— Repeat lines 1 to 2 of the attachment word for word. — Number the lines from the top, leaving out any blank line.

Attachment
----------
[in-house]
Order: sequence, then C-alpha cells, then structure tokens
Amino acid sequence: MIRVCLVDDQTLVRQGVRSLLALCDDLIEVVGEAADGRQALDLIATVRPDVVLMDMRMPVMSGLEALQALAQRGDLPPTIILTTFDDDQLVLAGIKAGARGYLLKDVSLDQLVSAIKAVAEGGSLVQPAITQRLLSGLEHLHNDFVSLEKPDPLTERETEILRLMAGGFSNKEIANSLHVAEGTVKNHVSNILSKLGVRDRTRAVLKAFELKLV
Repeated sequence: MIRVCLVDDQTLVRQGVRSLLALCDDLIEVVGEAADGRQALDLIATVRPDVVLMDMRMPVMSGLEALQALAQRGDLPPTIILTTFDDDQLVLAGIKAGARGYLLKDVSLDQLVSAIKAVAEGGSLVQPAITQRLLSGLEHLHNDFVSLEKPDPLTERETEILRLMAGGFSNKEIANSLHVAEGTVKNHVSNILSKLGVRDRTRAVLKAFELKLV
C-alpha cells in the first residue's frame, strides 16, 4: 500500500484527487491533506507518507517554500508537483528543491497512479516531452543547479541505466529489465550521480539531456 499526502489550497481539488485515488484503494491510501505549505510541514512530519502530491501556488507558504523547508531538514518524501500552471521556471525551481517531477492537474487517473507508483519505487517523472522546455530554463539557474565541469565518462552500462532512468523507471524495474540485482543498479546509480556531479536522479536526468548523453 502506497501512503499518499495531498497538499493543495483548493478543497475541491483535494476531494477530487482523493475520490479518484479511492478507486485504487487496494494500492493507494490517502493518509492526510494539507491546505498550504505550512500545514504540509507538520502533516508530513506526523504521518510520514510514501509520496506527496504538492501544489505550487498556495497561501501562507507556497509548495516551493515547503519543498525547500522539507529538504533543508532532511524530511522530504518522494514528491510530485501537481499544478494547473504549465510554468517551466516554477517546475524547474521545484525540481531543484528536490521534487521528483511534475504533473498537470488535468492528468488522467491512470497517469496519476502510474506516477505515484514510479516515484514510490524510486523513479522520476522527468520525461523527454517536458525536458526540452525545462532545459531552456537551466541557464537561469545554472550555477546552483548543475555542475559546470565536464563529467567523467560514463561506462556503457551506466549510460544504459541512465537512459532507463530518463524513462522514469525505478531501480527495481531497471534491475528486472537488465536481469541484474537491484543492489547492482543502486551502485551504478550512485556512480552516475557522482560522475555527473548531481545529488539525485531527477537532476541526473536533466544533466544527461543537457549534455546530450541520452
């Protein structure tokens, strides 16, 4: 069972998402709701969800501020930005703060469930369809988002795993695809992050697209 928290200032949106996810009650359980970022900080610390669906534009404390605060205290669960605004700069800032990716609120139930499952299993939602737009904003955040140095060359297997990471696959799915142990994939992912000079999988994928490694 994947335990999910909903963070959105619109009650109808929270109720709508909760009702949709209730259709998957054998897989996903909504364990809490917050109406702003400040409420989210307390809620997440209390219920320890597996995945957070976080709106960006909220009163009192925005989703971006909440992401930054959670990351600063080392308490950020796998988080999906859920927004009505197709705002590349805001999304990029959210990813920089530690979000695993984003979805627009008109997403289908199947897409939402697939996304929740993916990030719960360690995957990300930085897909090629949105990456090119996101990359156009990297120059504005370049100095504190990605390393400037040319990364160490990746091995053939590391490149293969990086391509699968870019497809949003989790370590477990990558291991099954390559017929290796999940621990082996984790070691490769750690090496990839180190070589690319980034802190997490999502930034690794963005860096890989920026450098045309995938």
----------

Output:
[in-house]
Order: sequence, then C-alpha cells, then structure tokens